Public Health

Marshall Commission names Jackie Knee the 2019 Marshall Sherfield Fellow

Ph.D. student Jackie Knee

Put simply, Jackie Knee wants to make people healthier. She’s worked at that singular goal in rural Thailand as a Fulbright Fellow, in the United States at the Center for Disease Control and Prevention, and at Georgia Tech as a fifth-year Ph.D. student in environmental engineering. Once she finishes her degree later this year, she’ll continue it in Britain as the 2019 Marshall Sherfield Fellow.

Thursday, January 31, 2019

Dean wins Robert Wood Johnson Foundation fellowship for her work to improve health and equity in marginalized communities

Environmental engineering Ph.D. student Victoria Dean.

Ph.D. student Victoria Dean became an engineer to, in her words, “save the world.” Now she’s one of a small group of young leaders who’ve earned the support of the Robert Wood Johnson Foundation to collaborate and use their influence to make communities healthier and more equitable.

Friday, October 26, 2018

Waste reuse strategies could take a big bite out of greenhouse gas emissions in China’s cities

Air pollution hangs over a portion of Beijing, China. A new study by researchers from Georgia Tech, the University of Minnesota, Yale University and partners in China finds that cities could cut greenhouse gas emissions by a third, significantly improving air quality and health, by adopting a series of strategies to reuse industrial waste. (Photo Courtesy: Humphrey School of Public Affairs, University of Minnesota)

Cities in China could cut greenhouse gas emissions by more than a third if they were to adopt a series of strategies that reuse industrial byproducts for things like heating or construction material.

Thursday, September 28, 2017

Smart Cities: Innovative approaches combining engineering, technology and the social sciences are boosting the urban IQ

Smart Cities graphic with a rendering of the city of Atlanta.

Georgia Tech has been intensifying its smart cities initiative, including membership in the national MetroLab Network and the launch of a new faculty council with members from more than a dozen university units. Tech has long been working in the, but the now the Institute is organizing all the research that’s happening to have a bigger impact.

Friday, July 21, 2017

Building healthier cities: 10 questions with Ted Russell

Howard T. Tellepsen Chair Armistead "Ted" Russell (Photo: Justen Clay/Georgia Tech Alumni Magazine)

Tech Environmental Engineering Professor Armistead “Ted” Russell has traveled the world, including China, India and Minneapolis, studying air quality and its impacts on urban life. He is also part of a team of scientists, policymakers and industrialists working with a U.S. National Science Foundation Sustainability Research Network to build better cities.

Tuesday, January 17, 2017

Liquid Assets: Tech researchers are working to solve the world’s water problems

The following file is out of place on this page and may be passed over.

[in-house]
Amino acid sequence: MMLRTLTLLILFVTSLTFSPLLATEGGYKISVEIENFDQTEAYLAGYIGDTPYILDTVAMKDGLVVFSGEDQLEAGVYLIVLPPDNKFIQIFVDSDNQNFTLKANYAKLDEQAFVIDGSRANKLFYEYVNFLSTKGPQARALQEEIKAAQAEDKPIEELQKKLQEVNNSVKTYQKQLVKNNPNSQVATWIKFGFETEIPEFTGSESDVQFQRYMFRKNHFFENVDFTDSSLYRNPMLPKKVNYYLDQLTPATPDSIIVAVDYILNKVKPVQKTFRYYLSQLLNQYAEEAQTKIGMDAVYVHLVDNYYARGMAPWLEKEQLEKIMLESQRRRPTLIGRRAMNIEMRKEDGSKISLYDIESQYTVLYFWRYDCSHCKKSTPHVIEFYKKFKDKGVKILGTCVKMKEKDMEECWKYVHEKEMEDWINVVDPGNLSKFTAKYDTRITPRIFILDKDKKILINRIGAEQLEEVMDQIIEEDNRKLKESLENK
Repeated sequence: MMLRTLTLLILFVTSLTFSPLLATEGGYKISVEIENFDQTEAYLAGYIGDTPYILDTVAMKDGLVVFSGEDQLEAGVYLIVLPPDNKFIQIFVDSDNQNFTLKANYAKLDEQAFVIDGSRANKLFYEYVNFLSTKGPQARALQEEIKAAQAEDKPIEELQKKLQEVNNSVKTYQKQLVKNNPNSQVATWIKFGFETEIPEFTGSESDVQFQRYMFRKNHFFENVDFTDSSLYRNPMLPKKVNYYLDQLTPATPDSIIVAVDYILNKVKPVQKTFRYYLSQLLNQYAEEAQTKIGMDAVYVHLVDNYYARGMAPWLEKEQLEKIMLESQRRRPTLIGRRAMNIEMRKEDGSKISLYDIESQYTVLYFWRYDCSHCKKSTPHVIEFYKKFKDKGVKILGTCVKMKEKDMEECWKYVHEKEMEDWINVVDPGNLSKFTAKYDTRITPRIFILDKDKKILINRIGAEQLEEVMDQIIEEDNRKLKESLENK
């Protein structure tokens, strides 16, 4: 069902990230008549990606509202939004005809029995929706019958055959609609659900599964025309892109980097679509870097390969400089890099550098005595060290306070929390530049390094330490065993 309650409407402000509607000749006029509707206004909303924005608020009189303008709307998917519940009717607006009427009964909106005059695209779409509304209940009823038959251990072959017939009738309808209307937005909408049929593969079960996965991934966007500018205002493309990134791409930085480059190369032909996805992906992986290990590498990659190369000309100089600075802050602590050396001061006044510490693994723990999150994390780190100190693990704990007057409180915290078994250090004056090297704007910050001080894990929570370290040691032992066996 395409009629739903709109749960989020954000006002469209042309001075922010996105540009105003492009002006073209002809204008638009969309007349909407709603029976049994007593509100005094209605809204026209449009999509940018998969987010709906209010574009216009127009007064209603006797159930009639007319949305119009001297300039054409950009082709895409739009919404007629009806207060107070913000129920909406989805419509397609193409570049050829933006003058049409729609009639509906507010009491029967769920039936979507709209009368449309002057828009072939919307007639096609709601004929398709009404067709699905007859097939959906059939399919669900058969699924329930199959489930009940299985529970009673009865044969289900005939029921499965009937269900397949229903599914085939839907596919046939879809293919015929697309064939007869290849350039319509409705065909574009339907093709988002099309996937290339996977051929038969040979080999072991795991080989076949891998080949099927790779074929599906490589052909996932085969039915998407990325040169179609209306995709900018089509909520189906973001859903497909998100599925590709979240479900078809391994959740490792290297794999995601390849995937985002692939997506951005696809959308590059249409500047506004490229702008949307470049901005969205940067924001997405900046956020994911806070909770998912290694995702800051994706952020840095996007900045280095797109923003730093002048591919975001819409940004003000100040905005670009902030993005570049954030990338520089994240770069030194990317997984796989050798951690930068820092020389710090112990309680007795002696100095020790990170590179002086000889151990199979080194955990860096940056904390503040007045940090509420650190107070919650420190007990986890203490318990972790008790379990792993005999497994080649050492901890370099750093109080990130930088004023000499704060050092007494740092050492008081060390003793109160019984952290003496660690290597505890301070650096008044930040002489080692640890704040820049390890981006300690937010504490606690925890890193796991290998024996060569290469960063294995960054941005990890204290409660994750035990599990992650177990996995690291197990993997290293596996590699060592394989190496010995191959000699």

Water drop

From the drinking-water contamination in Flint, Mich., to the seemingly endless drought in California, good old H2O pools at the heart of many of today’s most pressing and headline-grabbing problems. Find out how the work and ideas of Tech researchers are helping us understand — and solve — these planet-wide challenges.

Monday, January 9, 2017

Sustainability, emissions, travel behavior among challenges researchers will tackle in 6 new University Transportation Centers

U.S. Department of Transportation map showing all of the newly funded University Transportation Centers and the affiliated universities.

The U.S. Department of Transportation announced Dec. 5 it would invest $300 million in new research through University Transportation Centers, including half a dozen where the School of Civil and Environmental Engineering will play a significant role.

Wednesday, December 7, 2016

Genomics technique could revolutionize how we detect bacteria in food poisoning outbreaks

Microbiologists use next-generation sequencing technology to identify a bacterial DNA fingerprint. (Photo: Centers for Disease Control and Prevention)

A new testing methodology based on metagenomics could accelerate the diagnosis of foodborne bacterial outbreaks, allowing public health officials to identify the microbial culprits in less than a day. The methodology could also identify co-infections with secondary microbes, determine the specific variant of the pathogen, and help alert health officials to the presence of new or unusual pathogens.

Thursday, December 1, 2016

Odman’s new project will help us understand how prescribed burns impact health, air quality across the Southeast

Prescribed burn near Griffin, Georgia

When land managers in Florida or South Carolina or Georgia approve outdoor burns in their states, the resulting smoke doesn’t float to the state line and stop. Yet there’s no unified way to track all of this burning across the Southeast and account for the resulting impacts on air quality and residents’ health. Researcher Talat Odman has just secured funding to help address the problem

Tuesday, June 7, 2016

Pages

Subscribe to Public Health